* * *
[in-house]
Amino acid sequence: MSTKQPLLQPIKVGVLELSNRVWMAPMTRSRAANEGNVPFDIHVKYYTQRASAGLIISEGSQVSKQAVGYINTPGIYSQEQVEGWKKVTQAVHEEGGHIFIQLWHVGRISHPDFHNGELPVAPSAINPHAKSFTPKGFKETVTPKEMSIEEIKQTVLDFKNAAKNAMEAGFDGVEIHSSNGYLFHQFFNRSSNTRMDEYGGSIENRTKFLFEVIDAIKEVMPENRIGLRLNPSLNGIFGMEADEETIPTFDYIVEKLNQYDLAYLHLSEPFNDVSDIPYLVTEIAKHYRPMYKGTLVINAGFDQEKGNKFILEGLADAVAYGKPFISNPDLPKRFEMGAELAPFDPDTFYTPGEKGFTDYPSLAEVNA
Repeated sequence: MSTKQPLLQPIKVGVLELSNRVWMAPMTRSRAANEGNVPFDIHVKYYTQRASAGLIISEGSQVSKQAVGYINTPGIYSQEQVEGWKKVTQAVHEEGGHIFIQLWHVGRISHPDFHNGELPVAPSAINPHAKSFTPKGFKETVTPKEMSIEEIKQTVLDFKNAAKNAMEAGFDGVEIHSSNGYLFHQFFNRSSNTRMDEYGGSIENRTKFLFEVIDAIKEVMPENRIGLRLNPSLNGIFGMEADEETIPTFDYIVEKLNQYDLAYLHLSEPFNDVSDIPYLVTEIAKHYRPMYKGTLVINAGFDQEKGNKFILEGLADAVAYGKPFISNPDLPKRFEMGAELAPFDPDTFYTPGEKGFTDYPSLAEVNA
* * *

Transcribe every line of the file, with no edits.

[in-house]
Amino acid sequence: MSTKQPLLQPIKVGVLELSNRVWMAPMTRSRAANEGNVPFDIHVKYYTQRASAGLIISEGSQVSKQAVGYINTPGIYSQEQVEGWKKVTQAVHEEGGHIFIQLWHVGRISHPDFHNGELPVAPSAINPHAKSFTPKGFKETVTPKEMSIEEIKQTVLDFKNAAKNAMEAGFDGVEIHSSNGYLFHQFFNRSSNTRMDEYGGSIENRTKFLFEVIDAIKEVMPENRIGLRLNPSLNGIFGMEADEETIPTFDYIVEKLNQYDLAYLHLSEPFNDVSDIPYLVTEIAKHYRPMYKGTLVINAGFDQEKGNKFILEGLADAVAYGKPFISNPDLPKRFEMGAELAPFDPDTFYTPGEKGFTDYPSLAEVNA
Repeated sequence: MSTKQPLLQPIKVGVLELSNRVWMAPMTRSRAANEGNVPFDIHVKYYTQRASAGLIISEGSQVSKQAVGYINTPGIYSQEQVEGWKKVTQAVHEEGGHIFIQLWHVGRISHPDFHNGELPVAPSAINPHAKSFTPKGFKETVTPKEMSIEEIKQTVLDFKNAAKNAMEAGFDGVEIHSSNGYLFHQFFNRSSNTRMDEYGGSIENRTKFLFEVIDAIKEVMPENRIGLRLNPSLNGIFGMEADEETIPTFDYIVEKLNQYDLAYLHLSEPFNDVSDIPYLVTEIAKHYRPMYKGTLVINAGFDQEKGNKFILEGLADAVAYGKPFISNPDLPKRFEMGAELAPFDPDTFYTPGEKGFTDYPSLAEVNA